By Julie Kelham, Acupuncturist
At the core of Chinese Medicine is the principle that nature is governed by Yin/Yang and the five elements: Wood, Fire Earth, Metal and Water. Each season is associated with a different element and with the energy system of different organs. Each element has a different colour, sound, emotion, and odour, time of day, season, and type of weather, taste and seasonal power.
In my last Spring blog, I talked about the Wood element, which was very much about planning, decision-making and having a clear vision in life. The energy of summer and the Fire element is more focused on moving forward and activating those plans/decisions using the dynamic Fire energy for expansion and growth. We are well into the summer season now, made up of long days and light mornings, with nature growing and expanding, as we see an abundance of vibrant flowers, vegetables, trees and shrubbery appearing.
The Fire element provides the energy to promote activity, excitement, communication and connection, warmth and love. Imagine the warmth of the sun shining through the trees, the flame from a candle, a cosy fire. At the same time, a forest fire raging out of control causing chaos and destruction. These all illustrate the different forms of the Fire Element.
The emotions associated with the Fire element are joy and sadness and our sense of self and identity in the world are also influenced by this element. When the Fire element is out of balance, a person may feel an ongoing deep sadness, a lack of emotional warmth and connection to others. A person may laugh when talking about painful events in their life or have no laughter or joy when talking about something pleasurable or joyful. At the other end of the spectrum, someone may feel excessive joy and elation causing disharmony. When our Fire element is in balance, we can experience joy and passion, our sense of self and confidence feels intact, we can express and receive warmth and love, we can feel sadness without feeling completely overwhelmed by the feeling or by the world around us.
The energetic systems of the Heart (Yin) and Small Intestine (Yang) are associated with the Fire Element along with two functions called the Heart Protector (Pericardium) and Triple Burner. The Fire Element governs the blood vessels and the Heart constantly pumps Blood around the body providing us with this dynamic life force. The Heart is our centre and has a special connection to all the other organs in the body. The Heart is the ‘Ruler of the Sovereign’ and has the responsibility to direct clear insight and influence.
Su Wen (Chapter 8) states:
“The Heart holds the office of lord and sovereign. The radiance of the spirits stems from it”
(Larre and Rochat de la Vallee, 1992b. p.33).
The Small Intestine energy gives us the ability to sort through ideas, thoughts or emotions. It also sorts out the waste from the much needed nutrients in the body. The Heart Protector enables us to be open appropriately, to have boundaries and flexibility rather than leaving the Heart vulnerable and exposed or cold and closed. It protects the Heart by shielding it from the blows and traumas in life and can be weakened by shock and hurt.
The Triple Burner relates to the upper, middle and lower part of the body and is important in the transformative function of moving fluids and Qi in the body and regulating temperature and warmth.
Depletion or excess of the Fire element can manifest in different ways such as poor circulation of Blood, cold extremities, hot flushes, heartburn, anxiety, depression, palpitations, agitation, poor short term memory, mental restlessness and a racing mind, insomnia, excess laughter or no laughter, over excitement, dullness in the eyes (In Chinese Medicine, the Shen is the ‘spirit of the Heart’. A person with healthy Shen will have ‘glitter’ or ‘sparkle’ in their eyes).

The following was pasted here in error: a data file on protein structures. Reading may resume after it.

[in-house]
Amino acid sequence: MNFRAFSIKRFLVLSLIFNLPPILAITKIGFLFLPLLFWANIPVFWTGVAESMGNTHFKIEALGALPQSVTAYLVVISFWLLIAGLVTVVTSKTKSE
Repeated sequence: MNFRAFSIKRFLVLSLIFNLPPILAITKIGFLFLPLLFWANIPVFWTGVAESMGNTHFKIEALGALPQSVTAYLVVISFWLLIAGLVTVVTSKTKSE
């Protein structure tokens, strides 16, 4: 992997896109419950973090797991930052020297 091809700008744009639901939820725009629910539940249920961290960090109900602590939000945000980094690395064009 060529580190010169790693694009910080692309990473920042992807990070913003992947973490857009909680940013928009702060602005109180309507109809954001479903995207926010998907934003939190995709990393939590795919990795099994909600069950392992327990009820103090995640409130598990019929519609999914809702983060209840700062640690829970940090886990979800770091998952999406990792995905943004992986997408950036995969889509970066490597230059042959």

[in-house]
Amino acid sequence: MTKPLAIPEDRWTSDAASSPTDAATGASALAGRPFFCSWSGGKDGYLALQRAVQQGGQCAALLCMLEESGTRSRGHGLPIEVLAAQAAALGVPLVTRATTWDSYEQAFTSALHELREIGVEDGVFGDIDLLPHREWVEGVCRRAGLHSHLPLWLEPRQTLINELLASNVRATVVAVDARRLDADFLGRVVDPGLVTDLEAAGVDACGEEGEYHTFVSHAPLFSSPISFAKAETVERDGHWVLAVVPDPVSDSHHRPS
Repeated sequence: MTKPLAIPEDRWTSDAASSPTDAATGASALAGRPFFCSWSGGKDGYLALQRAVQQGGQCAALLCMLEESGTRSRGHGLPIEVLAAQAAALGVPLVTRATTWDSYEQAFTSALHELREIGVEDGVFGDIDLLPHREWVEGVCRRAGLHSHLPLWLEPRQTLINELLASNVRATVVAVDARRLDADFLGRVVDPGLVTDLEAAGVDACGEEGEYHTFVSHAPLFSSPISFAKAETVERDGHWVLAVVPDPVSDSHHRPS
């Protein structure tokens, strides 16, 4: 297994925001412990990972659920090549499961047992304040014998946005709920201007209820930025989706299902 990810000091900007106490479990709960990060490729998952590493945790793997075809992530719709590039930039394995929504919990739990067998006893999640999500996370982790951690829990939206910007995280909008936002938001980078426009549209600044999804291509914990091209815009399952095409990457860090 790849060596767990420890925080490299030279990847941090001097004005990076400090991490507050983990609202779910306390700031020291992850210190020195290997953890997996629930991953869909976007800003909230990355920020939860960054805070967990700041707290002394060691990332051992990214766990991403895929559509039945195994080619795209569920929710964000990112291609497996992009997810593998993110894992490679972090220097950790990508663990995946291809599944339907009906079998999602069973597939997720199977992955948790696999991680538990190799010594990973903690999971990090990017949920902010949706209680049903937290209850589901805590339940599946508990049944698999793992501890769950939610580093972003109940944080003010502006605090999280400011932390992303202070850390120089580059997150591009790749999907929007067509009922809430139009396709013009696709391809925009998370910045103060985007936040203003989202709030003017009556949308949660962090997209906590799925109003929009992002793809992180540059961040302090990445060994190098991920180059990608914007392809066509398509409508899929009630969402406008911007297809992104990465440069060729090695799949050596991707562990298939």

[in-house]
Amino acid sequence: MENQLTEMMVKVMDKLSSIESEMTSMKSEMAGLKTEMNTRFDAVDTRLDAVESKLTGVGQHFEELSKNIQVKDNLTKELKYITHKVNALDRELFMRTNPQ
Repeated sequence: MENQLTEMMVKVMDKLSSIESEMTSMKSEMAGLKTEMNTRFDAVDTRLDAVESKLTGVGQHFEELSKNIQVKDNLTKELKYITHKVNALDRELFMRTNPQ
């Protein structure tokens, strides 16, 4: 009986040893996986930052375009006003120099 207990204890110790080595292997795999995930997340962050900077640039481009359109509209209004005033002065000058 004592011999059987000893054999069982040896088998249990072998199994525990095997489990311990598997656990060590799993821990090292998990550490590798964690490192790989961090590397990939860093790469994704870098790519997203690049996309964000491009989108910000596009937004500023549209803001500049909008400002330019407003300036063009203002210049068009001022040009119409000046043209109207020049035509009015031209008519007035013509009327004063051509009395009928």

Ways to support and strengthen your Fire energy
Mint or Cucumber in tepid water or mint tea can be refreshing and helps maintain hydration and balance during the summer months.
Excess alcohol heats up the Fire element causing more heat during summer, so something to be mindful of, particularly over the summer months.
Try practicing a simple Qi Gong exercise called ‘The Inner Smile’. Begin with a smile and take a deep breath inwards letting the smile and feeling radiate downwards in the body to relax the Organs.
Do exercise which you enjoy as this will support and strengthen your Fire element.
What brings you joy, passion and enjoyment in life? Activities which support your connection with yourself and others will support your Fire. Connecting with others socially, politically or ethically, connecting with pets and animals and nature around us. Activities which generate passion and enjoyment, singing, dancing, sport. Meditation and yoga will help calm the Shen and Mind,
Come and have, or continue to have acupuncture treatment, as this can support your Fire element by strengthening, harmonising and regulating your Heart Qi, cooling and clearing heat if needed, nourishing your Heart Blood, calming your Shen and Mind. Acupuncture can help strengthen your Heart protector and harmonise your Small Intestine and Triple Burner energy.
Some examples of acupuncture point names on the Heart/Small Intestine, Pericardium/Triple Burner Channels illustrate the essence of the Fire Element perfectly such as: Ji Quan (Supreme Spring), Shen Men, (Spirit Gate), Ting Gong (Listening Palace), Lao Gong (Palace of Weariness), Nei Guan (Inner Gate), Wai Guan (Outer Gate).
Acupuncture is a dynamic from of medicine which harmonises and supports your overall energy base as well as addressing particular element imbalances within your body which could be manifesting on a physical and/or emotional level.
- Five Element Constitutional Acupuncture
- Traditional Acupuncture: The Law of the Five Elements
- Five Element Constitutional Acupuncture